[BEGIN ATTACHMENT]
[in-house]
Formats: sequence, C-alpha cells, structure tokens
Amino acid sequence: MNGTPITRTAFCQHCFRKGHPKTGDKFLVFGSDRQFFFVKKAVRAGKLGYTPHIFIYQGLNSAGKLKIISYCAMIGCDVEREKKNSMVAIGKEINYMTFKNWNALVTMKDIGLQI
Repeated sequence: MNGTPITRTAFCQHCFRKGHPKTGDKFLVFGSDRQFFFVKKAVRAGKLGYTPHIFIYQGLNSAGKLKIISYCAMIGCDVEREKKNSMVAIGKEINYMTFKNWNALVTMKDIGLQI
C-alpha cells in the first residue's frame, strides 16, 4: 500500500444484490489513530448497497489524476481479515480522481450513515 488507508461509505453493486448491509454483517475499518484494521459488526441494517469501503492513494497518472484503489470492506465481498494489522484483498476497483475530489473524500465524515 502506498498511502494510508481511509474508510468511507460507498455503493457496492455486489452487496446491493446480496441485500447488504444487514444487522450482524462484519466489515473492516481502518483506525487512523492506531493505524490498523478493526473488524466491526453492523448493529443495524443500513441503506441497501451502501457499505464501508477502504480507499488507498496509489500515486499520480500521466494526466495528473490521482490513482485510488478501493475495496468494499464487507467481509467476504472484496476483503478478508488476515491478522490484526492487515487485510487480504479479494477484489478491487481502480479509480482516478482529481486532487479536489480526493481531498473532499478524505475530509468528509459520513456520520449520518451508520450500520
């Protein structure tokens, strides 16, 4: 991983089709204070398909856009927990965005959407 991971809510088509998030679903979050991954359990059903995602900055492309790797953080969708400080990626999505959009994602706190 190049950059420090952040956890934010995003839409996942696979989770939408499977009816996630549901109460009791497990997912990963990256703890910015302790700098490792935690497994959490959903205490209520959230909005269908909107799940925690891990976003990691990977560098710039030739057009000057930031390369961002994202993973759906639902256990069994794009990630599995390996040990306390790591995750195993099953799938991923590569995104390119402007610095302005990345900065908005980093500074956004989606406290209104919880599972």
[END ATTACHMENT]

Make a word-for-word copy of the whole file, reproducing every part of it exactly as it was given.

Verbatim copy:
[in-house]
Formats: sequence, C-alpha cells, structure tokens
Amino acid sequence: MNGTPITRTAFCQHCFRKGHPKTGDKFLVFGSDRQFFFVKKAVRAGKLGYTPHIFIYQGLNSAGKLKIISYCAMIGCDVEREKKNSMVAIGKEINYMTFKNWNALVTMKDIGLQI
Repeated sequence: MNGTPITRTAFCQHCFRKGHPKTGDKFLVFGSDRQFFFVKKAVRAGKLGYTPHIFIYQGLNSAGKLKIISYCAMIGCDVEREKKNSMVAIGKEINYMTFKNWNALVTMKDIGLQI
C-alpha cells in the first residue's frame, strides 16, 4: 500500500444484490489513530448497497489524476481479515480522481450513515 488507508461509505453493486448491509454483517475499518484494521459488526441494517469501503492513494497518472484503489470492506465481498494489522484483498476497483475530489473524500465524515 502506498498511502494510508481511509474508510468511507460507498455503493457496492455486489452487496446491493446480496441485500447488504444487514444487522450482524462484519466489515473492516481502518483506525487512523492506531493505524490498523478493526473488524466491526453492523448493529443495524443500513441503506441497501451502501457499505464501508477502504480507499488507498496509489500515486499520480500521466494526466495528473490521482490513482485510488478501493475495496468494499464487507467481509467476504472484496476483503478478508488476515491478522490484526492487515487485510487480504479479494477484489478491487481502480479509480482516478482529481486532487479536489480526493481531498473532499478524505475530509468528509459520513456520520449520518451508520450500520
């Protein structure tokens, strides 16, 4: 991983089709204070398909856009927990965005959407 991971809510088509998030679903979050991954359990059903995602900055492309790797953080969708400080990626999505959009994602706190 190049950059420090952040956890934010995003839409996942696979989770939408499977009816996630549901109460009791497990997912990963990256703890910015302790700098490792935690497994959490959903205490209520959230909005269908909107799940925690891990976003990691990977560098710039030739057009000057930031390369961002994202993973759906639902256990069994794009990630599995390996040990306390790591995750195993099953799938991923590569995104390119402007610095302005990345900065908005980093500074956004989606406290209104919880599972």